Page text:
Massachusetts municipal leaders call on Charlie Baker to consider regional reopenings as coronavirus cases rise

As Somerville ticked into the state’s high-risk red zone for coronavirus transmission for the first time this week, neighboring Arlington remained a low-risk green.

But Arlington Town Manager Adam Chapdelaine doesn’t consider his community immune to what’s going on next door.

“We don’t live in communities with walls around them,” Chapdelaine said. “We all lay our heads somewhere at night, but we either work or visit other communities all the time.”

Chapdelaine is one of several municipal leaders across eastern Massachusetts renewing their calls for Gov. Charlie Baker to consider a more regional approach to both economic reopenings and public health efforts as they continue to combat a virus that knows no borders — and that’s now on the rise once more.

In Massachusetts, “there are virtually 351 different approaches to the pandemic,” Somerville Mayor Joseph Curtatone told the Herald this week. “What we’ve been clamoring for is a regional approach — a sharing and understanding of indicators that would help us in our decision points to see whether we should open up or roll back.”

The virus’s creep across town lines is easily visible in the color-coded risk maps put out each week by the Department of Public Health. This week, a cluster of South Shore towns were among the record 63 cities and towns that landed on the state’s high-risk list. Earlier this month, an entire group of Merrimack Valley cities and towns moved into the red.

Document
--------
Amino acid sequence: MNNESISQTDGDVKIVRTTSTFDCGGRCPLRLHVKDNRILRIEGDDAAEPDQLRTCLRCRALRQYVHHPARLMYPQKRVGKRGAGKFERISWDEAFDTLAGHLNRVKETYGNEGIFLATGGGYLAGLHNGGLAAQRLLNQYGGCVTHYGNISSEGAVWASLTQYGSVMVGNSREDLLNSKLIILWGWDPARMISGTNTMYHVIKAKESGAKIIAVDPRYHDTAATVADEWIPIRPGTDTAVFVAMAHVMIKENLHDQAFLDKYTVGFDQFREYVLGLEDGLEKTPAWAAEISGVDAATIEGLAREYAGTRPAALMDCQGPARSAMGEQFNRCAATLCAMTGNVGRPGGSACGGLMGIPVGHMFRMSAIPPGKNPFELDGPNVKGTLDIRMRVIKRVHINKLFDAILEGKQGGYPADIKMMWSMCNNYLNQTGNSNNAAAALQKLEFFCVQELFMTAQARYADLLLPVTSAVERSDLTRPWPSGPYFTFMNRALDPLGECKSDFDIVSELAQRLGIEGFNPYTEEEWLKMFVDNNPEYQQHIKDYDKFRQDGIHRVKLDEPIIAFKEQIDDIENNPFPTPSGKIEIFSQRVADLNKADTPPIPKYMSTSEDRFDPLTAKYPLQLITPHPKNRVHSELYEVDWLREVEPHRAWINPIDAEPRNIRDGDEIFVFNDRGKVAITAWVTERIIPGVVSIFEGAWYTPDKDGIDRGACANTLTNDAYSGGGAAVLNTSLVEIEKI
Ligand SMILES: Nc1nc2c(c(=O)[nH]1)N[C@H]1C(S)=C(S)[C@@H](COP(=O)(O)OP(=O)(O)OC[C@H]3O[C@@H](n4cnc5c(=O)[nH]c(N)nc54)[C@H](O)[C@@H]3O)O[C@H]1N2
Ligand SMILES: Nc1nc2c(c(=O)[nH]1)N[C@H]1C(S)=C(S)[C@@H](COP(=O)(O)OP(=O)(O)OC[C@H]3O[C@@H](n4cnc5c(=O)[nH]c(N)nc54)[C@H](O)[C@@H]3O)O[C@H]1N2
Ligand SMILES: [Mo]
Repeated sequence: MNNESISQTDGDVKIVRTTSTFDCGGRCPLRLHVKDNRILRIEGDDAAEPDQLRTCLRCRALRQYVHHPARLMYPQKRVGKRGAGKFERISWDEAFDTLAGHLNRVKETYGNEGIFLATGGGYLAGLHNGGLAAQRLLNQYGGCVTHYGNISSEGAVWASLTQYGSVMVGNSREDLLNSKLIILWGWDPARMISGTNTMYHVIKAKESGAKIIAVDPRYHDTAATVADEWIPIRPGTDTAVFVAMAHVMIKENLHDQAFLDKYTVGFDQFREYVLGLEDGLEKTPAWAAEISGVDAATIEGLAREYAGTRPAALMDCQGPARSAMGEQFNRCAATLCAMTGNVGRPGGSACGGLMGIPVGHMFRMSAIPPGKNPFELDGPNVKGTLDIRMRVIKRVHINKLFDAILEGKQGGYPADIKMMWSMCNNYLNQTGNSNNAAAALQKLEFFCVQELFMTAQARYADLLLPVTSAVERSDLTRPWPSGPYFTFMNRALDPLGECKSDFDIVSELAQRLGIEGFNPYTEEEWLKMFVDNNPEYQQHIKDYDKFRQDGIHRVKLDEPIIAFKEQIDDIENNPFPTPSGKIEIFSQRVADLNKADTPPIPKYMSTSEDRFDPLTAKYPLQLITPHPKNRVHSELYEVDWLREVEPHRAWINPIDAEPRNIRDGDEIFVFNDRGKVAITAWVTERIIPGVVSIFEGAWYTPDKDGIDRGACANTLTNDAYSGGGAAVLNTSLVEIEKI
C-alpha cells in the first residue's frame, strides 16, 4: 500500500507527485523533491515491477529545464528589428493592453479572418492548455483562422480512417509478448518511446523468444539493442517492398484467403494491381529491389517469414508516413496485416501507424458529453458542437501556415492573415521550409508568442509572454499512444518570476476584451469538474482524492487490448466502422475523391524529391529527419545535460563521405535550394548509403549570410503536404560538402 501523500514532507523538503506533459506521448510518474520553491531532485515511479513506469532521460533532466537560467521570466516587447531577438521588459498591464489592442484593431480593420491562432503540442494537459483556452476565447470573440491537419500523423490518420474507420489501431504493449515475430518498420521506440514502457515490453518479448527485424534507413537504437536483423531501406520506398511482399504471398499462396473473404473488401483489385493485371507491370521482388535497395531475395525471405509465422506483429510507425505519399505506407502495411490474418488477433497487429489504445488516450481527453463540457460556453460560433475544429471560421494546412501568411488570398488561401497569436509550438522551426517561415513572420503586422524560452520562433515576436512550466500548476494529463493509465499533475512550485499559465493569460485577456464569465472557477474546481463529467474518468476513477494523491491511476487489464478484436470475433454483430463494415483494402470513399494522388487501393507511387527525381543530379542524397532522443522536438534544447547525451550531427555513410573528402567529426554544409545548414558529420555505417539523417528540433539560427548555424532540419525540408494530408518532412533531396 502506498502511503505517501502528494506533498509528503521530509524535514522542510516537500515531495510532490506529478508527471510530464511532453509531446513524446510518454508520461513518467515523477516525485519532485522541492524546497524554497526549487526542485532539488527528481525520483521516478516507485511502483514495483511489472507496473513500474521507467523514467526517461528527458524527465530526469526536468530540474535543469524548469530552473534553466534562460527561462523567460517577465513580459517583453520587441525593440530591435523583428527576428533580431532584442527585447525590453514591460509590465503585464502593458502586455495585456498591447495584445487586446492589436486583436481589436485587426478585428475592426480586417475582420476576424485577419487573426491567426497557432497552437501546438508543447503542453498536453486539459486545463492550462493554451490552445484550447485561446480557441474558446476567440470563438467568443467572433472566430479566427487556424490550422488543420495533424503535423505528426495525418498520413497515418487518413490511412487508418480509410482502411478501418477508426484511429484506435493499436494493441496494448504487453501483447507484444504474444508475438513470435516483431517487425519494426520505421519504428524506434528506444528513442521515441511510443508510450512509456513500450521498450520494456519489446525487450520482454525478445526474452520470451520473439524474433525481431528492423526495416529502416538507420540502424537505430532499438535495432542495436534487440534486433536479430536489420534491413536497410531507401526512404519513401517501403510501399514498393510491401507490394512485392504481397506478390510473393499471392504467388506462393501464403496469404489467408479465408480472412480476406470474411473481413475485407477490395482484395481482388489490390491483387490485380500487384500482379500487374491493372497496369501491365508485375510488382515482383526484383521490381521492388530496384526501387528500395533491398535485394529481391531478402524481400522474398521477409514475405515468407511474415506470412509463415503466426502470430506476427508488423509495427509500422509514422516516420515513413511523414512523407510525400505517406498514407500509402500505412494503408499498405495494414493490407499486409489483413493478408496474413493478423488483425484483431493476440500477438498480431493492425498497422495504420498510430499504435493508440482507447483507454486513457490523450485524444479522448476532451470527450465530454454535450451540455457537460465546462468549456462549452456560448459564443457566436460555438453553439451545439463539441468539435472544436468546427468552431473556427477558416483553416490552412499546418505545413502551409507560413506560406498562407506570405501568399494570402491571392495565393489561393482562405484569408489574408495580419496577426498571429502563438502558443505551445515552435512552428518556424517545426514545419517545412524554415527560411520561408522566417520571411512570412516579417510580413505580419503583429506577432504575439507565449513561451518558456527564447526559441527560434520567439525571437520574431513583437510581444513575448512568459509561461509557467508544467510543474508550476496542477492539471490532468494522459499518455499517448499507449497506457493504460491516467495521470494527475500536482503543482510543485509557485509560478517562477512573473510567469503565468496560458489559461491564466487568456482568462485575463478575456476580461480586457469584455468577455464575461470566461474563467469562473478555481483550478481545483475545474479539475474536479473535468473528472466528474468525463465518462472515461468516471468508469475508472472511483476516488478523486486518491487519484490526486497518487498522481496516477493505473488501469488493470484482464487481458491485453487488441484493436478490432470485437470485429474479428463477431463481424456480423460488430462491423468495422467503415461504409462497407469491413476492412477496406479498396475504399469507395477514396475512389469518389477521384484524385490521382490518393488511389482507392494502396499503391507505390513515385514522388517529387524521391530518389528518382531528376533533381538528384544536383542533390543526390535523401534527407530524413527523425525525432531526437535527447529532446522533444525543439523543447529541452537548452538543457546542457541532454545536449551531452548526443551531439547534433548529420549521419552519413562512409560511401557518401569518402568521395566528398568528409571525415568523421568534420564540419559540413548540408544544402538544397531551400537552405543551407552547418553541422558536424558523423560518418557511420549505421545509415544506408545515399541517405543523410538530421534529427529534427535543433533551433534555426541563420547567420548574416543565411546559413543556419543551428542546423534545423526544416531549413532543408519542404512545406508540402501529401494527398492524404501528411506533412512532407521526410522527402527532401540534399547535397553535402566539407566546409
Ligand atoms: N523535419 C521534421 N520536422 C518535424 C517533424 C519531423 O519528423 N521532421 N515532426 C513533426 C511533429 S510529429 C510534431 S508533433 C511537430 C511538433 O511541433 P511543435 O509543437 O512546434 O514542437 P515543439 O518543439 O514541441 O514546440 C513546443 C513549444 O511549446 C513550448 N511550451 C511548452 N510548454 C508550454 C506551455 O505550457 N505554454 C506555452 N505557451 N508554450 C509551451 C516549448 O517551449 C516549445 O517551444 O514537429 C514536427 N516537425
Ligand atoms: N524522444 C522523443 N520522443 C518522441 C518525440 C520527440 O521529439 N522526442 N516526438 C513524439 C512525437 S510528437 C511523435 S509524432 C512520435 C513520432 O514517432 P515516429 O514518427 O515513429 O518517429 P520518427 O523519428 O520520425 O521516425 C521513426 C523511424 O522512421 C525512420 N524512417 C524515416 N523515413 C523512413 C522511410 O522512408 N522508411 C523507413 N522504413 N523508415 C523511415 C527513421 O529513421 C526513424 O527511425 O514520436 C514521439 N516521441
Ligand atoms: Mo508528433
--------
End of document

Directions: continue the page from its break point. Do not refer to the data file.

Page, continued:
“If we have a plan, and it’s a regional plan, and we can understand the variables, the indicators, the threshold points for decision-making, we can act strategically to contain any large community spread or any outbreak instead of having to undertake massive rollbacks to our economy across the board,” Curtatone said.

Baker, who’s made clear the coronavirus “doesn’t care about boundaries,” has at the same time repeatedly defended his administration’s use of town-by-town metrics to help communities form individualized plans of attack against the virus through testing, enforcement and awareness.

“Communities are encouraged to analyze several weeks of data to understand where infections are coming from and to assist in making the best decisions for their residents,” Baker administration spokeswoman Sarah Finlaw said in an email Saturday. “Some municipalities have chosen not to advance to the next stage of re-opening, and the administration will continue to support cities and towns during their reopening process.”

The state has provided significant support to a cluster of North Shore communities — Chelsea, Everett, Lynn and Revere — that have long been hot spots for the virus in Massachusetts and where leaders who have worked across city lines for months to coordinate public health responses have long called for more regionalized efforts.

“The reality is that all these communities are very close, they’re interacting. People are living in Lynn but working in Chelsea, Revere, Boston, Everett,” Lynn Mayor Thomas McGee said. “For several months it’s been focused on community-by-community. But the reality is in a particular region, the impacts are shared.”

Framingham Mayor Yvonne Spicer pointed to the regional approaches used in New York and Pennsylvania as a possible model for Massachusetts both in economic reopening and in a sharing of health resources. New York Gov. Andrew Cuomo broke the Empire State into 10 regions including multiple counties each, while Pennsylvania Gov. Tom Wolf went county-by-county for his state’s reopening.

“There are people who don’t live in Framingham but they travel here for work every day. The protocols may be different in the community they live in. It could be very confusing,” Spicer said. “It behooves us to realize that we are a very transient society and that a regional approach could work better in our favor.”

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